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Guide for applicants, Part 1: How to get a European patent

 
 
Claiming priority
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If you or your predecessor in title have duly filed an application for a patent, a utility model or a utility certificate in or for any state party to the Paris Convention for the Protection of Industrial Property or any member of the World Trade Organization you may claim priority when filing a European patent application in respect of the same invention. You must file the European patent application no later than twelve months after filing the first application (see points 226-228).
If the earlier application was filed in or for an EPC contracting state, you may also designate that state in the European application. The earlier application whose priority you claim may also be a European or an international (PCT) application (see point 19).
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You may claim multiple priorities in respect of one European patent application, even if they originate from different countries. You may also claim multiple priorities for any one claim. If you claim multiple priorities, time limits which run from the date of priority are computed from the earliest priority date. 
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To claim the priority of an earlier application you must indicate the date, country and file number of the earlier application. 
OJ 2012, 492
You must also file the priority document, i.e. a copy of the earlier application certified by the authority with which it was filed, together with authentication of its filing date from that authority. Currently the EPO adds a copy of the earlier application whose priority you claim to the file of the European patent application free of charge if the earlier application is either a European patent application, an international patent application filed with the EPO as receiving Office, a Japanese, Chinese or Korean patent or utility model application or a United States provisional or non-provisional patent application. 
If you are filing a European patent application claiming priority from an earlier application, you have to file a copy of any search results in respect of the earlier application. Where the search results are not available when filing the European patent application, they have to be filed without delay after they have been made available to you. The obligation to file the search results exists as long as the application is pending. Where the EPO notes, at the time when the Examining Division assumes responsibility, that the seach results have still not been filed, it invites you to file them within a non-extendable time limit of two months. If you fail to file the search results or a declaration that they are not available to you, the European patent application will be deemed to be withdrawn.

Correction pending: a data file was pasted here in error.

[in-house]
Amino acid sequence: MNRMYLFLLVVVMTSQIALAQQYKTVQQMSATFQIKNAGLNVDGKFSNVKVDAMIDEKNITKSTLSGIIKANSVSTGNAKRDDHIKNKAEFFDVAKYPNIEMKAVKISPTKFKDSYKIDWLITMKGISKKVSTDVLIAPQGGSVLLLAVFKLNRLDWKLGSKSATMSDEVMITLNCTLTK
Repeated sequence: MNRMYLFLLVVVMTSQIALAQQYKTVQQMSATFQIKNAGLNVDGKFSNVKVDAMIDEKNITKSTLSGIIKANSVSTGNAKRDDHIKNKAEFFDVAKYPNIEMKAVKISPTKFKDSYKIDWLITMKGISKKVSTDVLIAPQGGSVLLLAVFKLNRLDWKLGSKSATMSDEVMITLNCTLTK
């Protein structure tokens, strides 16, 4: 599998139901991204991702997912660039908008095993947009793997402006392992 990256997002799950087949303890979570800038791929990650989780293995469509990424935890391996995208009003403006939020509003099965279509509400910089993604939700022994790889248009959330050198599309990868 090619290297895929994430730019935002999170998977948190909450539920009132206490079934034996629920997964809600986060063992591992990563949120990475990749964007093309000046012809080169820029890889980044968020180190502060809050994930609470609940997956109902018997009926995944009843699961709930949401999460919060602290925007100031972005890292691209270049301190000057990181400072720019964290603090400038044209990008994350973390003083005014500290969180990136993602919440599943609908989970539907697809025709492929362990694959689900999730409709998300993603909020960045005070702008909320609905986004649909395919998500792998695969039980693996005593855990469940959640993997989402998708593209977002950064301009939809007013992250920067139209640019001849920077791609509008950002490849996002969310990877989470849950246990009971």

OJ 2010, 410,
OJ 2012, 540
You are exempted from the obligation to file a copy of the search results if the EPO drew up the search report or your priority application was filed in Austria, Japan, the UK or the US. In future, further countries are expected to be included in this list. 
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You should preferably submit the declaration indicating the date, country and file number of the earlier application when you file your European patent application.
You must supply the complete declaration of priority and the priority document no later than sixteen months after the earliest priority date.
If you do not indicate the file number or file the copy of the earlier application within the above time limit, you will be invited to remedy the deficiency; if you fail to do so, you will lose your right to priority (but see point 141).
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Among the effects of a valid claim to priority is that the date of priority determines the prior art that can be cited against the European patent application.  
As a rule, the EPO examines only the formal conditions for claiming priority. The examining division (see points 159 et seq.) normally checks whether a right to priority exists if it finds prior art (see point 32) from between the priority date and the date of filing of the European patent application or if it finds a prior right under Article 54(3) (see point 34). The claimed subject-matter for which priority is claimed must be derivable directly and unambiguously from the full disclosure of the invention in the priority document.
Where the priority document is not in English, French or German, you may be invited to file a translation of the previous application into one of the EPO’s official languages. If you receive such an invitation, which may happen throughout the grant or opposition proceedings, you must file the translation within the period set by the EPO. Alternatively, a declaration that the European patent application is a complete translation of the previous application may be submitted in certain cases. If you fail to supply the translation of the priority document in due time, the right to the priority with respect to the priority claim in question will be lost. 
OJ 2013, 150